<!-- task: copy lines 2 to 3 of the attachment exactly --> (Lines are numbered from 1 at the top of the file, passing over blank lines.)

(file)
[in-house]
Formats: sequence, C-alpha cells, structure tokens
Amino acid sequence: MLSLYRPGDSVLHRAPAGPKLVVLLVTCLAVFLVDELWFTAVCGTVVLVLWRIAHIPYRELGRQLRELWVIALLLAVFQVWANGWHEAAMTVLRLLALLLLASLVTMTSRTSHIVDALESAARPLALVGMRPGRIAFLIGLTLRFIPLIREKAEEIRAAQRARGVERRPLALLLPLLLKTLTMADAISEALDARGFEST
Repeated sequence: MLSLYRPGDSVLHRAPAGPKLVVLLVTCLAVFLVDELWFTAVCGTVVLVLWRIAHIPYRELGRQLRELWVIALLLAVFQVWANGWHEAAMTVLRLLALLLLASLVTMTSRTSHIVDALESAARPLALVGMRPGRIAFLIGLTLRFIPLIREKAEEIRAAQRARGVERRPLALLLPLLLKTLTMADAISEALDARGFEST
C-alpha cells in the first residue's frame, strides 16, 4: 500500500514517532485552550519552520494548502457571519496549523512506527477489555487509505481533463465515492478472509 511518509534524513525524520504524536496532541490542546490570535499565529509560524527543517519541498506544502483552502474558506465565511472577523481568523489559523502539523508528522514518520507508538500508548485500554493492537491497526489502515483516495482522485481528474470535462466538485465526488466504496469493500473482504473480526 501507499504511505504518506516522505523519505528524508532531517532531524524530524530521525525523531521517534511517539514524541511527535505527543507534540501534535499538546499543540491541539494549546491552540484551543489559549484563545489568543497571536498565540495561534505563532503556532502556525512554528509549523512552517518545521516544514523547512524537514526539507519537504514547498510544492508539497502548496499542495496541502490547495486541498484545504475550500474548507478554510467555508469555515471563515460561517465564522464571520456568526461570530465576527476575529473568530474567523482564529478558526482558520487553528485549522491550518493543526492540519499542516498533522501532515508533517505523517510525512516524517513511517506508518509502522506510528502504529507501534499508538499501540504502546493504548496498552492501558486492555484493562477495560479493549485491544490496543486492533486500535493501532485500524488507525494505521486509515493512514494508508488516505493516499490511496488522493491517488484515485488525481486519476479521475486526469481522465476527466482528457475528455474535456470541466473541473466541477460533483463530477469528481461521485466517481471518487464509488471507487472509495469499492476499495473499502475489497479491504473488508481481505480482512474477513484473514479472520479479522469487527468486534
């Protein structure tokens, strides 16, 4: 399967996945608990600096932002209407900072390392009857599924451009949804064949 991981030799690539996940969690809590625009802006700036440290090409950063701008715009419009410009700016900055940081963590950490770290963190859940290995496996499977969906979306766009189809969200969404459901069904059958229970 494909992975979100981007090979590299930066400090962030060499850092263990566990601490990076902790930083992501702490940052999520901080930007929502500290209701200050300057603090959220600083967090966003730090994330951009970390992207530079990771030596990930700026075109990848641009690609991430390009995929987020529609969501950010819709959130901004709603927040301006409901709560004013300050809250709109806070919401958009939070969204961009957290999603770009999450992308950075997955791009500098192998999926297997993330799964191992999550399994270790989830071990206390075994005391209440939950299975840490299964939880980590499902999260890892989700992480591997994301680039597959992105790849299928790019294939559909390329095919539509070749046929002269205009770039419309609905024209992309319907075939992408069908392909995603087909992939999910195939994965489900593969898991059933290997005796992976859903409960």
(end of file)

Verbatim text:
Formats: sequence, C-alpha cells, structure tokens
Amino acid sequence: MLSLYRPGDSVLHRAPAGPKLVVLLVTCLAVFLVDELWFTAVCGTVVLVLWRIAHIPYRELGRQLRELWVIALLLAVFQVWANGWHEAAMTVLRLLALLLLASLVTMTSRTSHIVDALESAARPLALVGMRPGRIAFLIGLTLRFIPLIREKAEEIRAAQRARGVERRPLALLLPLLLKTLTMADAISEALDARGFEST